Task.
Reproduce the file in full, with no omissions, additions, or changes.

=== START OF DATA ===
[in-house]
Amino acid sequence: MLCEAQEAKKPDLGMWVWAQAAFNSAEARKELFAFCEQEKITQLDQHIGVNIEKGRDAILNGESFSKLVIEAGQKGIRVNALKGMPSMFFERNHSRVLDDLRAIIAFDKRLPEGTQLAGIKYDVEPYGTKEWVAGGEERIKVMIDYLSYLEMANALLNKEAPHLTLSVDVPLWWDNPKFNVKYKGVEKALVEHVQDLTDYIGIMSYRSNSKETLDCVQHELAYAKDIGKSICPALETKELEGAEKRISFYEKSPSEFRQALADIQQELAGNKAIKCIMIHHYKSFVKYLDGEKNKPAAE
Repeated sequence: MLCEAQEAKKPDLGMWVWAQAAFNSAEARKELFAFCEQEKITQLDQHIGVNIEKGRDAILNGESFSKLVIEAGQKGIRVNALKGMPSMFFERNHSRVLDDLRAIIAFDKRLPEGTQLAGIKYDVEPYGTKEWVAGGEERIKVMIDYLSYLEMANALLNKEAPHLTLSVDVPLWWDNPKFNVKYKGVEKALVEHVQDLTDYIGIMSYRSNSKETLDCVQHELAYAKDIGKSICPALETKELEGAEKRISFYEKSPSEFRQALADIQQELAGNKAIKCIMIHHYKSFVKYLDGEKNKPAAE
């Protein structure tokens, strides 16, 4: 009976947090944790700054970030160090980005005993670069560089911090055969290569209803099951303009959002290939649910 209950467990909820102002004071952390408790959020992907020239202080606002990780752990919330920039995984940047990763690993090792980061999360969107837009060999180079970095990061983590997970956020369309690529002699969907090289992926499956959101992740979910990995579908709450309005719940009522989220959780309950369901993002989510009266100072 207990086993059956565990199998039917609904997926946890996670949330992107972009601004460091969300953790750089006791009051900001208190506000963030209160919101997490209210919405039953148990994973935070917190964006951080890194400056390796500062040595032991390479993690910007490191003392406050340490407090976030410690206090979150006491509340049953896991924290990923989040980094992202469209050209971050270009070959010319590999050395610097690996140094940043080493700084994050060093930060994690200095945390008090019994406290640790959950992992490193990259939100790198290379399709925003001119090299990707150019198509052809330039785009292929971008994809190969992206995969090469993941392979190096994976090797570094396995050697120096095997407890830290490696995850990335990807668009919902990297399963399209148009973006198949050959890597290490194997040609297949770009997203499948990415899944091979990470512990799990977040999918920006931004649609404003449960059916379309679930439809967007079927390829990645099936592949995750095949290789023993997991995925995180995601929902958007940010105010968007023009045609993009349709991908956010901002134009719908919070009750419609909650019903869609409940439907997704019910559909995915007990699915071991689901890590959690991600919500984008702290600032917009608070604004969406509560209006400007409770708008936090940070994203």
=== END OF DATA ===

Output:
[in-house]
Amino acid sequence: MLCEAQEAKKPDLGMWVWAQAAFNSAEARKELFAFCEQEKITQLDQHIGVNIEKGRDAILNGESFSKLVIEAGQKGIRVNALKGMPSMFFERNHSRVLDDLRAIIAFDKRLPEGTQLAGIKYDVEPYGTKEWVAGGEERIKVMIDYLSYLEMANALLNKEAPHLTLSVDVPLWWDNPKFNVKYKGVEKALVEHVQDLTDYIGIMSYRSNSKETLDCVQHELAYAKDIGKSICPALETKELEGAEKRISFYEKSPSEFRQALADIQQELAGNKAIKCIMIHHYKSFVKYLDGEKNKPAAE
Repeated sequence: MLCEAQEAKKPDLGMWVWAQAAFNSAEARKELFAFCEQEKITQLDQHIGVNIEKGRDAILNGESFSKLVIEAGQKGIRVNALKGMPSMFFERNHSRVLDDLRAIIAFDKRLPEGTQLAGIKYDVEPYGTKEWVAGGEERIKVMIDYLSYLEMANALLNKEAPHLTLSVDVPLWWDNPKFNVKYKGVEKALVEHVQDLTDYIGIMSYRSNSKETLDCVQHELAYAKDIGKSICPALETKELEGAEKRISFYEKSPSEFRQALADIQQELAGNKAIKCIMIHHYKSFVKYLDGEKNKPAAE
């Protein structure tokens, strides 16, 4: 009976947090944790700054970030160090980005005993670069560089911090055969290569209803099951303009959002290939649910 209950467990909820102002004071952390408790959020992907020239202080606002990780752990919330920039995984940047990763690993090792980061999360969107837009060999180079970095990061983590997970956020369309690529002699969907090289992926499956959101992740979910990995579908709450309005719940009522989220959780309950369901993002989510009266100072 207990086993059956565990199998039917609904997926946890996670949330992107972009601004460091969300953790750089006791009051900001208190506000963030209160919101997490209210919405039953148990994973935070917190964006951080890194400056390796500062040595032991390479993690910007490191003392406050340490407090976030410690206090979150006491509340049953896991924290990923989040980094992202469209050209971050270009070959010319590999050395610097690996140094940043080493700084994050060093930060994690200095945390008090019994406290640790959950992992490193990259939100790198290379399709925003001119090299990707150019198509052809330039785009292929971008994809190969992206995969090469993941392979190096994976090797570094396995050697120096095997407890830290490696995850990335990807668009919902990297399963399209148009973006198949050959890597290490194997040609297949770009997203499948990415899944091979990470512990799990977040999918920006931004649609404003449960059916379309679930439809967007079927390829990645099936592949995750095949290789023993997991995925995180995601929902958007940010105010968007023009045609993009349709991908956010901002134009719908919070009750419609909650019903869609409940439907997704019910559909995915007990699915071991689901890590959690991600919500984008702290600032917009608070604004969406509560209006400007409770708008936090940070994203």